Posts tagged with "Chicago":

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Historic abandoned Sears complex transformed into affordable housing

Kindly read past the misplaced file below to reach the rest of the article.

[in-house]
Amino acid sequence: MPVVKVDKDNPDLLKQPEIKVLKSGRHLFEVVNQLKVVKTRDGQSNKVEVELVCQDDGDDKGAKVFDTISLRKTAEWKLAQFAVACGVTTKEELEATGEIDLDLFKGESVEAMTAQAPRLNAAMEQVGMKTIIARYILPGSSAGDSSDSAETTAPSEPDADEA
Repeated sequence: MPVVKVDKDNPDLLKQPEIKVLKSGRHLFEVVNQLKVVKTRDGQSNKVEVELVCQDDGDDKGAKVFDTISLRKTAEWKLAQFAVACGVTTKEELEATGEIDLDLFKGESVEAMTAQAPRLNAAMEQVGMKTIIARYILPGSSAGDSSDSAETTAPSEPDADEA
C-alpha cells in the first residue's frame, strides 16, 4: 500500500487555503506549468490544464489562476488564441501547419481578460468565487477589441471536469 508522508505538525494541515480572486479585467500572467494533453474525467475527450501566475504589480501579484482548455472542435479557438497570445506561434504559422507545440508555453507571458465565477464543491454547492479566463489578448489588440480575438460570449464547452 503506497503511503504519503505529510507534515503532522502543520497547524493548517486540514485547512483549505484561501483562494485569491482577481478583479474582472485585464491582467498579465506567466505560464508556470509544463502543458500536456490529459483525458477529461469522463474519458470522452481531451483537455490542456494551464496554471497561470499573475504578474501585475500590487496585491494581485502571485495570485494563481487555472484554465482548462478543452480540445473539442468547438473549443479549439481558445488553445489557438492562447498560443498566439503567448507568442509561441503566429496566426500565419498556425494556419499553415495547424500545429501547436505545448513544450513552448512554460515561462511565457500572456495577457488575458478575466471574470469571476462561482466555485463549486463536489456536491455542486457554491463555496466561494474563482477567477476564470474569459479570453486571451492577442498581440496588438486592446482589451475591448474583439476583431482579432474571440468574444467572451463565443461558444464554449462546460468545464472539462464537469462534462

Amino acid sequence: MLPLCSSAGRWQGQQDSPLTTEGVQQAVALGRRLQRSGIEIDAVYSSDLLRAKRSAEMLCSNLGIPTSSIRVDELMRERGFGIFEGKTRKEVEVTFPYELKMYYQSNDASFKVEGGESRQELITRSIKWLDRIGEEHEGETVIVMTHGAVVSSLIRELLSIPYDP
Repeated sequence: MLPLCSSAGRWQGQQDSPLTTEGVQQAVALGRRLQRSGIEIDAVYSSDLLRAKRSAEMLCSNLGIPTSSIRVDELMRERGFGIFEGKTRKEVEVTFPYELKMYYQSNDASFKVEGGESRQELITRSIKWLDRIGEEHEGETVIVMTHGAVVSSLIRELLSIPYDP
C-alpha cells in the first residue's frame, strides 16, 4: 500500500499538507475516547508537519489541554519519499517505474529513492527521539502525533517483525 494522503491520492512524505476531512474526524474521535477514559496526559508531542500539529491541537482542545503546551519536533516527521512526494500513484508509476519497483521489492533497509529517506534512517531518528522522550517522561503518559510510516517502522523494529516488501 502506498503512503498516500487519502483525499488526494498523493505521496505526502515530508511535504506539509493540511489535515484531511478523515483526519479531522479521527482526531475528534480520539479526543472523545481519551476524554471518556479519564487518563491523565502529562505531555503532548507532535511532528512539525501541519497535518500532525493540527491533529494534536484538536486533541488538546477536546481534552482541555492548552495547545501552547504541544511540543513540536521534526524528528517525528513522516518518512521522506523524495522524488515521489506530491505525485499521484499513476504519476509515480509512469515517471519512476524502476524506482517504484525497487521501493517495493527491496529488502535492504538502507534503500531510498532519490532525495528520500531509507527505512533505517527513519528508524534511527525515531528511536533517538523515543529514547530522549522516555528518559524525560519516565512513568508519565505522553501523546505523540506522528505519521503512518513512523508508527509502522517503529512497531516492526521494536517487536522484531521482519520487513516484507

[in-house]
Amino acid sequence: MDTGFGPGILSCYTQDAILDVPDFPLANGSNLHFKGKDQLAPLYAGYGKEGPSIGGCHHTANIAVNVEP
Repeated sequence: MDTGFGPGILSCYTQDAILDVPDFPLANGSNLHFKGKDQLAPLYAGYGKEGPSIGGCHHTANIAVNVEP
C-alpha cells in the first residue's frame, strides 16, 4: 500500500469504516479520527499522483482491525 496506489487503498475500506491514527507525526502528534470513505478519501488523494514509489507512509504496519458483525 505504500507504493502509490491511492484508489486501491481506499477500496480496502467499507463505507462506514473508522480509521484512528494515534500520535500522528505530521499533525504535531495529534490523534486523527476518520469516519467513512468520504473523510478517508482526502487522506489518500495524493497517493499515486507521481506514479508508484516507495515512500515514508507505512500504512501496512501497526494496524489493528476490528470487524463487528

Sears and Roebuck Company may no longer be the giant it once was, yet its physical presence is still all over the city of Chicago. As the company had no brick and mortar retail stores until nearly 30 years after its founding in 1886 as a mail-order catalog, many of its earliest buildings were for logistics and storage. One of those old structures is its large original headquarters and catalog printing facility. Abandoned for 40 years, the epic building has now been converted into 181 affordable housing units. Located in the North Lawndale neighborhood on the city’s West Side, the complete renovation was lead by Solomon Cordwell Buenz Architects, James McHugh Construction Co., and Denco, for client Mercy Housing Lakefront. The six-story brick complex will house upwards of 300 residents in 79 one-bedroom units, 52 two-bedroom units, 40 three-bedroom units, and 10 four-bedroom units. Other amenities include a community room, laundry facilities, a computer center, and an exercise facility. The redeveloped complex will now be known as the Lofts on Arthington. Limestone and terracotta details throughout, as well as many of the other original details, were restored in the process of converting the campus. Nearly the entire roof and over 100,000 square feet of flooring had to be completely replaced. Much of the structure had to be updated as well, along with filling in underground tunnels once used by Sears to move across the complex. In recent years, Sears has continued its decline, with an announcement from the company’s leadership expressing “substantial doubt” about its future. Famously, the company’s namesake supertall tower was renamed the Willis Tower in 2014, though most Chicagoans still refer to it as the Sears Tower. The Old Chicago Main Post Office, which was once the largest post office in the world thanks to Sears’s mail-order business, was vacated in 1997. Now with many of Sears’s old buildings being refurbished, and the Old Main Post Office being completely renovated, some of Chicago’s largest structures, from the golden age of mail-order merchandising, are getting a second chance at life.